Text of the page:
At VotesforSchools, we provide content that deals directly with the trade-offs that students will make when they reach adulthood. For example, in October we ran a VoteTopic on whether Donald Trump should be allowed to run for President. The materials focused on the trade-offs between protecting people from being offended and banning candidates from running in elections. Students were given the opportunity to discuss whether the desire for a more civil debate was strong enough to justify questioning the basic principles of a modern democracy. You can find out more here.

In 2017, UK politicians will be forced to make difficult decisions. Just this week, we have seen how leaders must show both strength and compassion, making extremely hard choices to balance the fears of their citizens against their responsibility for the safety of refugees. It is vital that our young people understand how hard these choices really are.

*Names have been changed to protect the privacy of individuals

  1. British Election Study,
  2. The Daily Express,
  3. The Morning Star,
  4. National College for School Leadership paper,]
  5. Robin Alexander on Dialogic Teaching,

The VotesforSchools approach to SMSC

It is 8:44am on a Tuesday morning and pupils have begun to stream into your classroom. You haven’t had the time to fully prepare for period 1, you have half a set of books to mark before the end of break (which you remind yourself that you are on duty for) and you are expected to deliver an inspirational SMSC, British Values and Prevent session to your tutor group in the next 15 minutes. It is a reality that many teachers are used to.

While teachers struggle to find the time for SMSC, political developments, divisions and misunderstandings in 2016 suggest that an education in citizenship has never been more important. Rather than the internet making the world a broader, more tolerant and open place, it has arguably narrowed the information and insights that young people have access to. Social media sites tend to only show the side of the argument that the students, their friends and their family believe in. Fake news platforms and Twitterbots feed young people stories and articles which are not only inaccurate but partially/entirely fabricated. YouTube ‘influencers’ are consulted more frequently than newspapers. Because of all this, any citizens who are not dedicated enough to seek out the other side of the argument or sufficiently discerning to realise what is false and what isn’t, will find themselves unable to fully participate in a democratic society. Divisions between society stand to become more entrenched rather than smaller.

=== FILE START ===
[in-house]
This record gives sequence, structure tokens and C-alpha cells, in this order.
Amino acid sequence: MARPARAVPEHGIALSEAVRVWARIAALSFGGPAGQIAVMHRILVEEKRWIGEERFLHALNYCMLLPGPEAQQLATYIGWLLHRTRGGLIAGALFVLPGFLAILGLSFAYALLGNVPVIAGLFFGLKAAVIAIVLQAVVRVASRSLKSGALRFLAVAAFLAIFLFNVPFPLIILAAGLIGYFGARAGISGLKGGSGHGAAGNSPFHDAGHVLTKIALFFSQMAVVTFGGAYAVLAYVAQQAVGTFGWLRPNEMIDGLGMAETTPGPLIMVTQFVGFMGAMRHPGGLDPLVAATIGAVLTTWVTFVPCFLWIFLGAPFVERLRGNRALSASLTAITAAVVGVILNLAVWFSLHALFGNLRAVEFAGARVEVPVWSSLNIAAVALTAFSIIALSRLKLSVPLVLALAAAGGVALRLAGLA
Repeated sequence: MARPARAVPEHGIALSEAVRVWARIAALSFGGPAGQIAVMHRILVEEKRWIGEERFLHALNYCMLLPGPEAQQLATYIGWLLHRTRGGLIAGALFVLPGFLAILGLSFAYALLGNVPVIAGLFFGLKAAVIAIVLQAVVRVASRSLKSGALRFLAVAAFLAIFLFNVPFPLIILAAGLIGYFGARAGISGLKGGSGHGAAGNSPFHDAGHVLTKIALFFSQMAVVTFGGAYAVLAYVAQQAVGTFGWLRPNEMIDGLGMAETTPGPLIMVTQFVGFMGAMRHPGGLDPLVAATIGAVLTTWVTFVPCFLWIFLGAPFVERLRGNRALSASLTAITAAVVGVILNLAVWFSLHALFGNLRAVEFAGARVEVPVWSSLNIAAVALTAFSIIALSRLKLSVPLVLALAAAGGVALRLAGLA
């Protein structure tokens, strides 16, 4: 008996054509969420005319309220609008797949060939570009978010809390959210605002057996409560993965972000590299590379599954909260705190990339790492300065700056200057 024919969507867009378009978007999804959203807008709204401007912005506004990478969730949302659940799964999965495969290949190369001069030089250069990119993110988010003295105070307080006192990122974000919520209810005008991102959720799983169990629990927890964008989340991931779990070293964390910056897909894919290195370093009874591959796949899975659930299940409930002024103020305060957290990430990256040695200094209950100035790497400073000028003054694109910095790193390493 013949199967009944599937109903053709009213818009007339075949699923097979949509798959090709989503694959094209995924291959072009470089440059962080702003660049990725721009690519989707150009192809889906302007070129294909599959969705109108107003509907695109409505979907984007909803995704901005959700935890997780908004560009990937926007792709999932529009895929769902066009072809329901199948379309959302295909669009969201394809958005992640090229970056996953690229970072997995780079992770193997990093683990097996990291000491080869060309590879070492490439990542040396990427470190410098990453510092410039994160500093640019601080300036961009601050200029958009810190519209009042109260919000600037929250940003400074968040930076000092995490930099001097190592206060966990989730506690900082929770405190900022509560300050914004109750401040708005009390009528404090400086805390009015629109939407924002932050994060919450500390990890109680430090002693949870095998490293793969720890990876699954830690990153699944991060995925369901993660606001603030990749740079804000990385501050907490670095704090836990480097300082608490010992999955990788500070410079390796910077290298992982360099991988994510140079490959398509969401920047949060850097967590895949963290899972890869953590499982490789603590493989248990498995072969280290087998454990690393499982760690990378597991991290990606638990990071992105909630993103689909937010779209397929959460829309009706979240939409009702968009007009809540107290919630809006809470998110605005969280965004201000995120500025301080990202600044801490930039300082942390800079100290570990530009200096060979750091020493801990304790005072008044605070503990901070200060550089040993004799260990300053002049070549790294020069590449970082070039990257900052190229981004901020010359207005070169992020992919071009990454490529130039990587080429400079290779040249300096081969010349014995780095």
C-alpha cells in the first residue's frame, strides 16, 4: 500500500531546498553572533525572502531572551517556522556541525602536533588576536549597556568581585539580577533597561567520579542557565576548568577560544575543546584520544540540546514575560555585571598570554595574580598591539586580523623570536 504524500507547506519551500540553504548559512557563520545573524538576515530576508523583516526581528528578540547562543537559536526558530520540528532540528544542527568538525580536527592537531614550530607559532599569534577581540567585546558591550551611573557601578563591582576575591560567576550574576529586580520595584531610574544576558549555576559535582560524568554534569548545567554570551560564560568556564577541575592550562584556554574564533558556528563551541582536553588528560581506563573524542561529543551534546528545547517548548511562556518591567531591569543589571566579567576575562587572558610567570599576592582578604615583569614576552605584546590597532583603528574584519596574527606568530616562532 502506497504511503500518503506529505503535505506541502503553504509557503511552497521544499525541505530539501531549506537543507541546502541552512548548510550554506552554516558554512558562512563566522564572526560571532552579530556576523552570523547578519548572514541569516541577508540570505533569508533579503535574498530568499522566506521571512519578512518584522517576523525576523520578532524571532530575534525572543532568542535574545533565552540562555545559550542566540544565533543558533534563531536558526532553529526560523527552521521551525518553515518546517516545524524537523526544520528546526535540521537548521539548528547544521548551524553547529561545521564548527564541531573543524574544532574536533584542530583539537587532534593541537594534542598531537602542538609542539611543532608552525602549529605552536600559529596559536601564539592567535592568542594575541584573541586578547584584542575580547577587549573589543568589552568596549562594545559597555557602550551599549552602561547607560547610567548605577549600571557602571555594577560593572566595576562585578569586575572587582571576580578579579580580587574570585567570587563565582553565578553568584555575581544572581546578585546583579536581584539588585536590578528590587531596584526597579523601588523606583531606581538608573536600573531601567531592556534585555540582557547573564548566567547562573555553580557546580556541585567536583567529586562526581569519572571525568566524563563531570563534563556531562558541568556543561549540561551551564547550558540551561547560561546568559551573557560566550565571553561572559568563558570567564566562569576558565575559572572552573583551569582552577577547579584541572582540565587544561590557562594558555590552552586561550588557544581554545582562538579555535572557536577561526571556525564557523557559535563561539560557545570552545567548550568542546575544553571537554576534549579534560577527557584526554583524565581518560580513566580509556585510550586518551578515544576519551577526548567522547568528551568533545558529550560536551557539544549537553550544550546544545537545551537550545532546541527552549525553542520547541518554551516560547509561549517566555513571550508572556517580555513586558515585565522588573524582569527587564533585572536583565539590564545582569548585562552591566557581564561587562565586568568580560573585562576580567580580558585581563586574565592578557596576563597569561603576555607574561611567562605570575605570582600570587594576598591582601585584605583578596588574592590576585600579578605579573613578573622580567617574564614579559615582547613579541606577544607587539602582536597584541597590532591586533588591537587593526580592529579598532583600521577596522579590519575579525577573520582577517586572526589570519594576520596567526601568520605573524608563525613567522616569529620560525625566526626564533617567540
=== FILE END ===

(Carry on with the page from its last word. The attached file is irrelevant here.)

In this blog series, we will look at using SMSC resources to enable over-worked teachers to have effective discussions with students without having to invest large amounts of time into lesson preparation. We will also look at how senior staff can use data to engage students in whole-school initiatives or social action. Each weekly post will contain an exploration of leading pedagogical theories on SMSC delivery and evidence-based research. Finally, we will feature regular advice from teachers and pupils trying to innovate with SMSC delivery.

Many of the recommendations each week will be aimed at the whole school rather than solely one class, meaning that members of SLT can explore how themes and curricula can sit across the all students. In the weeks to come, we will explore topics such as; how to teach students about prejudices; how to facilitate safe discussions around contentious issues and how to make trade-offs as a politician/minister.

It is worth noting that the SMSC curriculum was not intended to be, nor does it do well as, a stand-alone subject. For example, it is hardly worth trying to teach a year 7 who does not yet know how to interpret a bar chart how different demographics voted in the EU Referendum. Thus, this series will also concentrate on applying SMSC across the curriculum using weekly themes and the application of current affairs. The ideal result would be for young year 7s to be desperate in Maths to learn how to read a bar chart so that they can go back and better understand how young people voted differently to the elderly in June 2016.

After reading each weekly instalment, it is hoped when 8:44am comes around next Tuesday morning, you and the rest of the staff at your school will not only feel prepared but excited about exploring the SMSC, British Values and Prevent curricula with your students.

Matt Beer

(Head of Content at VotesforSchools, Former Teacher)